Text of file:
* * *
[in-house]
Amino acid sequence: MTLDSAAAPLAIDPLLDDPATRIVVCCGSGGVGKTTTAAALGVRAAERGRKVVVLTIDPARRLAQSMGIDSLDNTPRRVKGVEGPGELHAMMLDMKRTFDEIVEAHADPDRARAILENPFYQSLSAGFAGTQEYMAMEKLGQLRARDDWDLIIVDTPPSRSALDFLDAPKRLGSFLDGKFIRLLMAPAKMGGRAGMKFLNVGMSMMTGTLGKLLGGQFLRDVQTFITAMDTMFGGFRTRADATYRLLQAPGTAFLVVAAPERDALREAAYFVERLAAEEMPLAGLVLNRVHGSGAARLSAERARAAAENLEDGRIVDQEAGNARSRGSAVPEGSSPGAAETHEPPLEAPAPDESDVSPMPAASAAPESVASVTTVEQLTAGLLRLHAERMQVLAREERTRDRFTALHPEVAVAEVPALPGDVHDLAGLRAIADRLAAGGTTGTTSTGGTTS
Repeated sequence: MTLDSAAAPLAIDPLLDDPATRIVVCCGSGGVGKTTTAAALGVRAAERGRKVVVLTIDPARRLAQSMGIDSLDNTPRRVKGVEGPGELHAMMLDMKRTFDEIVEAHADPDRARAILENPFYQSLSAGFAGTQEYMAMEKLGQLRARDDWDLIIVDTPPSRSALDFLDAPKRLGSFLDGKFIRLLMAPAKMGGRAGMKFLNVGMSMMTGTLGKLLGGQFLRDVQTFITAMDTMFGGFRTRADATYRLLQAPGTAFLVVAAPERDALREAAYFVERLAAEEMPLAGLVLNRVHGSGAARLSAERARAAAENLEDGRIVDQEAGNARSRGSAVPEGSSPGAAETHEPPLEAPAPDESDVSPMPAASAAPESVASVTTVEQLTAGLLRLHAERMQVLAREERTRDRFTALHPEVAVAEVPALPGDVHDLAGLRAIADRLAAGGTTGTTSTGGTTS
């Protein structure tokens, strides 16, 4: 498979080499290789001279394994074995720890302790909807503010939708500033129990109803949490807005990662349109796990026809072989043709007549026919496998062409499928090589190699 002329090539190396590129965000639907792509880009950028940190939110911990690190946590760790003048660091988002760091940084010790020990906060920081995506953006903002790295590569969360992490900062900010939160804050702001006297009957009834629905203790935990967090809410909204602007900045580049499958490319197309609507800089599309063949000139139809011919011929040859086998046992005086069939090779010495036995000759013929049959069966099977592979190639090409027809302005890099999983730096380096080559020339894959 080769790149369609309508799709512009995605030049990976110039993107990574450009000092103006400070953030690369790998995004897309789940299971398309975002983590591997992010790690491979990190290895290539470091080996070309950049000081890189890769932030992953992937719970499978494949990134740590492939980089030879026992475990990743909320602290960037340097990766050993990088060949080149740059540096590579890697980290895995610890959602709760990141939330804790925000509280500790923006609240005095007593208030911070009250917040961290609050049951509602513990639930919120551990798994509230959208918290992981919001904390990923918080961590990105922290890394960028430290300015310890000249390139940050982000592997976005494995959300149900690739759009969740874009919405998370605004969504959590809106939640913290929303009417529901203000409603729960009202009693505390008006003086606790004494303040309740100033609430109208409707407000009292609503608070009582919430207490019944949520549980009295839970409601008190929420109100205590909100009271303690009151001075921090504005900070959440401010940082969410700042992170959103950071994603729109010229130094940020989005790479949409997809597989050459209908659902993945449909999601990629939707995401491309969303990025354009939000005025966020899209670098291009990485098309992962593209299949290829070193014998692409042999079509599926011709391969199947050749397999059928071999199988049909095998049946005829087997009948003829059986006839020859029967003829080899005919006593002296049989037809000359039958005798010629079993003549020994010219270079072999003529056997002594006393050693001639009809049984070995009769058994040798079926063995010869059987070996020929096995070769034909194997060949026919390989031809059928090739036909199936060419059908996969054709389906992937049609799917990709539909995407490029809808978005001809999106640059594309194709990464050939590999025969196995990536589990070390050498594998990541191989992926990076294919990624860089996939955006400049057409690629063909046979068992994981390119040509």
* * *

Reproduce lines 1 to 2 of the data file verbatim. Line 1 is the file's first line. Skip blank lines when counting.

[in-house]
Amino acid sequence: MTLDSAAAPLAIDPLLDDPATRIVVCCGSGGVGKTTTAAALGVRAAERGRKVVVLTIDPARRLAQSMGIDSLDNTPRRVKGVEGPGELHAMMLDMKRTFDEIVEAHADPDRARAILENPFYQSLSAGFAGTQEYMAMEKLGQLRARDDWDLIIVDTPPSRSALDFLDAPKRLGSFLDGKFIRLLMAPAKMGGRAGMKFLNVGMSMMTGTLGKLLGGQFLRDVQTFITAMDTMFGGFRTRADATYRLLQAPGTAFLVVAAPERDALREAAYFVERLAAEEMPLAGLVLNRVHGSGAARLSAERARAAAENLEDGRIVDQEAGNARSRGSAVPEGSSPGAAETHEPPLEAPAPDESDVSPMPAASAAPESVASVTTVEQLTAGLLRLHAERMQVLAREERTRDRFTALHPEVAVAEVPALPGDVHDLAGLRAIADRLAAGGTTGTTSTGGTTS